“We lived in mud huts,” he said. “We all had foxholes. When the bombs started, being in your house was almost certain death so you’d run into the little hole, cover it and stay there until it goes quiet. The army used to come round and kidnap young men and make them go to war.

“I can put a Kalashnikov together because my 14-year-old cousin was in the army from 12. He’d killed many men, no one could tell him off anymore. He drank whisky all day.

“My day was trying to catch lizards with a catapult, which was hit and miss. I caught rats, killed quite a few snakes – managed to get a taste for them.”

Then a teacher told the Red Cross the boys were orphans and they got one meal a day. “Without them we would have died, definitely,” said Maurice. “You had to queue up all day for it. Kids died in the line – you just pushed that kid and moved up one. It was cornmeal mixed with powdered milk and water. That is the most amazing food that has ever been.”

Then someone was sent by their father to bring Maurice, nine, and his seven-year-old brother to Rectory Road, Stoke Newington, and they attended Benthal Primary School.

“I’d never seen my dad before,” he said. “My mum, it took me a little while to recognise her. We didn’t even know we had a little brother.

Maurice couldn’t speak English and got into fights at school, but got several O-levels. He had troubled years but has now turned his life around.


Argun, his wife Hermi and his granddaughters. Picture: Life is a DestinyArgun, his wife Hermi and his granddaughters. Picture: Life is a Destiny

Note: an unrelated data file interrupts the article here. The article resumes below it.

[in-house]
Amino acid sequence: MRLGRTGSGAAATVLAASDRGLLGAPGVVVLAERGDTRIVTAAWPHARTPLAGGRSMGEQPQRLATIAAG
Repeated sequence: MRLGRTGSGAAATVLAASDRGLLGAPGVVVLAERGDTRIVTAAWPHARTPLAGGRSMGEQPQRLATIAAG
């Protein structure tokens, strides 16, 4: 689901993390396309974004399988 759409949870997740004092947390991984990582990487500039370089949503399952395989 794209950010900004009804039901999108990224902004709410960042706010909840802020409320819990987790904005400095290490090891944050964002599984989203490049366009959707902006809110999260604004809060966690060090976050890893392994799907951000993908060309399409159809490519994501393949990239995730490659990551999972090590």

Argun Ismet Imamzade came to east London with his brother after the war in Cyprus in the 1960s. But before he left he salvaged his childhood photo album, which he still has to this day.

“Due to the fighting we were forced to leave our homes,” he said. “We were running for our lives, but I did not want to lose my photos – they were very important to me. I put it behind a metal cupboard incase the house got burgled and burnt.

“We lived in tents. One day both parties agreed a truce to let people go back to their homes and pick up whatever they can. Other people, they ransacked the house, but they didn’t see this. When I went back it was the first thing I picked up.”

He continued: “I really didn’t want to leave but my grandfather said: ‘There is no future here for you. Go to London. Your parents are there – you have a better chance in life there.’ And he was right.

“We got on the boat, and went through Italy, France and Victoria station. When we got on we were shown our quarters and there was a man sleeping in my bed. I showed him my card and he showed me his, both 141.”

The mix-up led to Argun being bumped up to first class. On his arrival he got a job at Wimpy, and he got married in 1973 to Hermis.

He has also worked in the clothing industry and then in printing and he and Hermis now run Argun Printers and Stationers in Mare Street.

Hermis said: “Normally people if they go through so much they become harsh and unhappy but for him to go through that and be so positive and love people, I think that’s amazing.”

Eithne Nightingale conducted research into child migration in the East EndEithne Nightingale conducted research into child migration in the East End

Eithne is also interested in the stories of children who have recently arrived in the East End. To get in touch, click here, where you can also watch the documentaries.